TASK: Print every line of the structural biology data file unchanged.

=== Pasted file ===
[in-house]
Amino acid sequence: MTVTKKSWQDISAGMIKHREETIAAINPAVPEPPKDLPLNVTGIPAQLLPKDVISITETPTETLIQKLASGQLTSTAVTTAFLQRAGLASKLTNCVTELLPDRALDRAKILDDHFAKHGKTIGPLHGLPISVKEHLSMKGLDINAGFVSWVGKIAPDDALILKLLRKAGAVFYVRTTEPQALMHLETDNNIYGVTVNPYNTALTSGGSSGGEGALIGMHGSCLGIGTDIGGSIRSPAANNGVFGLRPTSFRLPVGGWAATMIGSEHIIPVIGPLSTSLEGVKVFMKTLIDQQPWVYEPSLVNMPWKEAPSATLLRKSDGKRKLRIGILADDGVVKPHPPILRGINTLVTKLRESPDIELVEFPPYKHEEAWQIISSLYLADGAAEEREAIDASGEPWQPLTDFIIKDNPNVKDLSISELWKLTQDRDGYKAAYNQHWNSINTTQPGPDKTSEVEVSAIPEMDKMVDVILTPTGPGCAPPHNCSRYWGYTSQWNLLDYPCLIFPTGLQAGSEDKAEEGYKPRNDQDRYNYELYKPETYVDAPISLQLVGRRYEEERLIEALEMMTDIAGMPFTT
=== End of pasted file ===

[in-house]
Amino acid sequence: MTVTKKSWQDISAGMIKHREETIAAINPAVPEPPKDLPLNVTGIPAQLLPKDVISITETPTETLIQKLASGQLTSTAVTTAFLQRAGLASKLTNCVTELLPDRALDRAKILDDHFAKHGKTIGPLHGLPISVKEHLSMKGLDINAGFVSWVGKIAPDDALILKLLRKAGAVFYVRTTEPQALMHLETDNNIYGVTVNPYNTALTSGGSSGGEGALIGMHGSCLGIGTDIGGSIRSPAANNGVFGLRPTSFRLPVGGWAATMIGSEHIIPVIGPLSTSLEGVKVFMKTLIDQQPWVYEPSLVNMPWKEAPSATLLRKSDGKRKLRIGILADDGVVKPHPPILRGINTLVTKLRESPDIELVEFPPYKHEEAWQIISSLYLADGAAEEREAIDASGEPWQPLTDFIIKDNPNVKDLSISELWKLTQDRDGYKAAYNQHWNSINTTQPGPDKTSEVEVSAIPEMDKMVDVILTPTGPGCAPPHNCSRYWGYTSQWNLLDYPCLIFPTGLQAGSEDKAEEGYKPRNDQDRYNYELYKPETYVDAPISLQLVGRRYEEERLIEALEMMTDIAGMPFTT